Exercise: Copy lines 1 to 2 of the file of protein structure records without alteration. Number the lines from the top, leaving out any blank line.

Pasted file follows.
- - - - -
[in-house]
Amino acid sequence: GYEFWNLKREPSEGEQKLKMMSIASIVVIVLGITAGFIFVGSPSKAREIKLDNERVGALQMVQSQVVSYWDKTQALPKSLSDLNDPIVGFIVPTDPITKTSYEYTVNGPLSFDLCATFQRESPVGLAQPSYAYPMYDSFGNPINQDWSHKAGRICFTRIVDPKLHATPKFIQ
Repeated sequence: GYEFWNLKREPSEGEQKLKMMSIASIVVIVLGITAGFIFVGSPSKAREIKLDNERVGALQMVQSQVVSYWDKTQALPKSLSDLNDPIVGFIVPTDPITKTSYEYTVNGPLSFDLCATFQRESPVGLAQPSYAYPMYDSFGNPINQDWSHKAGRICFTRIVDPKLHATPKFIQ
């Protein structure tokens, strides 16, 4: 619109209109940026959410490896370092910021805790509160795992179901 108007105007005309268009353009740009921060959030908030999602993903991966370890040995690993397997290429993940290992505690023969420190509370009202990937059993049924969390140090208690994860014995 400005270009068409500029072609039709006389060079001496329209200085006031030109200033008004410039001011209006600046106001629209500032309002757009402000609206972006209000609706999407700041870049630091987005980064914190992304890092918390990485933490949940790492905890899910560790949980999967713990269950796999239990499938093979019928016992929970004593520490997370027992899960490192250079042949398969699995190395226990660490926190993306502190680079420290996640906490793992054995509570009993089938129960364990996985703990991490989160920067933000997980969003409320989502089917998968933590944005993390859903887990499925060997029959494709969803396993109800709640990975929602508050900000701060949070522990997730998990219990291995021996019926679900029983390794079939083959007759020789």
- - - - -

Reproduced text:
[in-house]
Amino acid sequence: GYEFWNLKREPSEGEQKLKMMSIASIVVIVLGITAGFIFVGSPSKAREIKLDNERVGALQMVQSQVVSYWDKTQALPKSLSDLNDPIVGFIVPTDPITKTSYEYTVNGPLSFDLCATFQRESPVGLAQPSYAYPMYDSFGNPINQDWSHKAGRICFTRIVDPKLHATPKFIQ